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Title: Impact of Immersive Training on Senior Chemical Engineering Students' Prioritization of Process Safety Decision Criteria
Process safety is becoming a greater focus of chemical plant design and operation due to the number of incidents involving dangerous chemical accidents. Since its creation nearly 20 years ago, the Chemical Safety Board (CSB) has investigated 130 safety incidents and provided over 800 safety recommendations to operating chemical facilities. Following a gas well blowout in 2018, the CSB gave a recommendation to the American Petroleum Institute (API) to establish recommended practice on alarm management. Similarly, in 2017, the CSB gave a recommendation to Arkema Inc. to update their emergency response training following a hurricane that caused a fire at one of their manufacturing sites. Many times, CSB-led investigations resulted in new regulations and standards that are enforced by the Occupational Safety and Health Administration (OSHA) or the Environmental Protection Agency (EPA). These critical recommendations positively impact not only the plant workers but also the surrounding community and the environment. While these safety measures enhance industrial safety culture, it is important that process safety also be integrated into university-level engineering curricula to promote safety culture while future engineers are still developing. Integrating process safety into the curriculum prepares students by familiarizing them with the difficult decisions they will be required to make in professional practice. ABET, the engineering program accreditation body, acknowledges the value of early, appropriate training within their program guidelines “Criteria for Chemical Engineering Curriculum” which states that recognition and assessment of the hazards associated with chemical processes must be included in the curriculum for program accreditation. Based on this requirement, many institutions have taken the approach to integrate process safety into their curriculum using video case studies, adding entire courses to cover hazard identification, and including safety lectures in design courses. A common theme missing from these methods is instruction on how to approach, recognize, and navigate decisions within a process safety context; a lack of this situational awareness was noted as a key element in industrial process safety incidents. Understanding how students approach process safety decisions is important for developing teaching methods and curriculum that will better prepare them for professional practice. As part of this study, we will measure how students rank criteria associated with process safety decisions, and how these prioritizations change after exposure to a process safety decision making intervention. Through this work, we hope to determine how process safety curriculum may be improved to help better prepare students for process safety decisions within industry.  more » « less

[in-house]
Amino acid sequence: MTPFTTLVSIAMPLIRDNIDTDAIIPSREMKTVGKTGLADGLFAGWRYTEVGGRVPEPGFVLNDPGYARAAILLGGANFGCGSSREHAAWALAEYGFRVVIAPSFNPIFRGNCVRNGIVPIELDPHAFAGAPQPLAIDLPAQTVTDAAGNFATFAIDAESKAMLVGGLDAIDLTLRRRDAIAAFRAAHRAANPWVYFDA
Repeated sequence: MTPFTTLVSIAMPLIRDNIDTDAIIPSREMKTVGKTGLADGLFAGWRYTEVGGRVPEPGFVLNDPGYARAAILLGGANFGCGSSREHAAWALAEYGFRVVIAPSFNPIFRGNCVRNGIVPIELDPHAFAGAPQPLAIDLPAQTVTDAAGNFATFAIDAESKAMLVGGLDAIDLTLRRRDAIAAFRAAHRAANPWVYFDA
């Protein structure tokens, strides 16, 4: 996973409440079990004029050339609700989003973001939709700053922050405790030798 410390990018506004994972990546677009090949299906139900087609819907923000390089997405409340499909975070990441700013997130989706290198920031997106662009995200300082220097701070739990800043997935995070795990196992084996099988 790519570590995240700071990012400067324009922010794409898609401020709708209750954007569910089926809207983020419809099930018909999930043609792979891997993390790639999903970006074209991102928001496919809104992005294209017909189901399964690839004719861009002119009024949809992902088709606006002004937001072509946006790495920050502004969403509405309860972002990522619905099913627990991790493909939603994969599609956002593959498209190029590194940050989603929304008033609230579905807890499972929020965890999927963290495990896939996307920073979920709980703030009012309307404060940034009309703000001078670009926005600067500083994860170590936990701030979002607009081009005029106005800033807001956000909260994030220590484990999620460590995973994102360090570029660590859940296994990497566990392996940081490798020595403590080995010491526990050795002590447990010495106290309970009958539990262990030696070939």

Award ID(s):
1711644
NSF-PAR ID:
10315117
Author(s) / Creator(s):
Date Published:
Journal Name:
ASEE Annual Conference proceedings
ISSN:
1524-4644
Format(s):
Medium: X
Sponsoring Org:
National Science Foundation
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